3. The mother cannot exert too much effort because of certain medical diseases e.g.: very high blood pressure.

Local anaesthesia and an episotomy are often used while performing assisted delivery. You are requested to push during contractions to facilitate the doctor. The doctor and midwife will provide information and support to you throughout the delivery.

Vacuum Extraction

Obstetric Forceps

Description :

  • This instrument consists of a metal or a plastic cup connected by tubing to a vacuum pump. The cup is placed on the baby’s head and a small negative pressure is created with the pump. Gentle traction is then applied together with maternal effort to assist delivery.

Description :

  • This instrument consists of two steel blades with a lock at the handle. The blades are applied to both sides of the baby’s head. Traction is made together with maternal pushing to help in delivery.

Risks and Common Complications :

  1. Trauma to the mother: It is mainly the episiotomy wound complications, including infection, wound healing problems, haematoma, and damage to the anus.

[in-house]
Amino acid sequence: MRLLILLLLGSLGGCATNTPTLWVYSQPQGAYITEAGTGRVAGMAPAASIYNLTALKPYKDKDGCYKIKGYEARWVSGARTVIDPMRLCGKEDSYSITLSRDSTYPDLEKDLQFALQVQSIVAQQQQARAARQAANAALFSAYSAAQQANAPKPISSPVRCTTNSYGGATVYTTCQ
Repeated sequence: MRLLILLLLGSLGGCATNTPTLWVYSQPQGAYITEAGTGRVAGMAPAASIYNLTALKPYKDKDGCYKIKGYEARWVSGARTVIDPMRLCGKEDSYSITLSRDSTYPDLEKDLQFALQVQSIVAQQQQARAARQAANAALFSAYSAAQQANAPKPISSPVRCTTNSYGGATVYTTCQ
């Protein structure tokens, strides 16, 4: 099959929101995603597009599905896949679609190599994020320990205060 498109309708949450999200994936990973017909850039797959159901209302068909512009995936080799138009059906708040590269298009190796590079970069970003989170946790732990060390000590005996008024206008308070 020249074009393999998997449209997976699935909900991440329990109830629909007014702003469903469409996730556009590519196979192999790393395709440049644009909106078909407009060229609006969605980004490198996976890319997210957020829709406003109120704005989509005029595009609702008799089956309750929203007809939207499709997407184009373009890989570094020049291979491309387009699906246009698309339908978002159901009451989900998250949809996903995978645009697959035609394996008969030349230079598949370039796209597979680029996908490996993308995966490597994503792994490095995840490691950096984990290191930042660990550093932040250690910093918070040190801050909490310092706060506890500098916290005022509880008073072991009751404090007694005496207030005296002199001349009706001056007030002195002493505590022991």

2. Caput Succedaneum: Edema in the baby’s scalp. It is related to the negative suction force from the vacuum cup and disappears in a few days.

  3. Trauma to the baby: There may be small lacerations or blisters over the site of the vacuum cup on the baby’s scalp, as a result of the negative pressure. If these occur, the doctor and nurse will tend to the condition to prevent infection. They usually heal within a few days. Occasionally, some babies would develop cephalhaematoma. It is a collection of blood on the baby’s scalp. It is self-limiting and will disappear when the blood is slowly absorbed. No active treatment is required. This may also occur in spontaneous delivery. Subaponeurotic haematoma, intracranial haemorrhage and skull fracture are rare but severe complications, and are more likely to occur if the vaccum extraction procedure is difficult or fails.

  4. Failure of vacuum extraction: The vacuum cup may detach from the baby’s head. Depending on the situation, re-application may be carried out, or other procedures, e.g. forceps delivery or Caesarean section, may be necessary if the baby is not coming down the birth canal progressively with traction(s).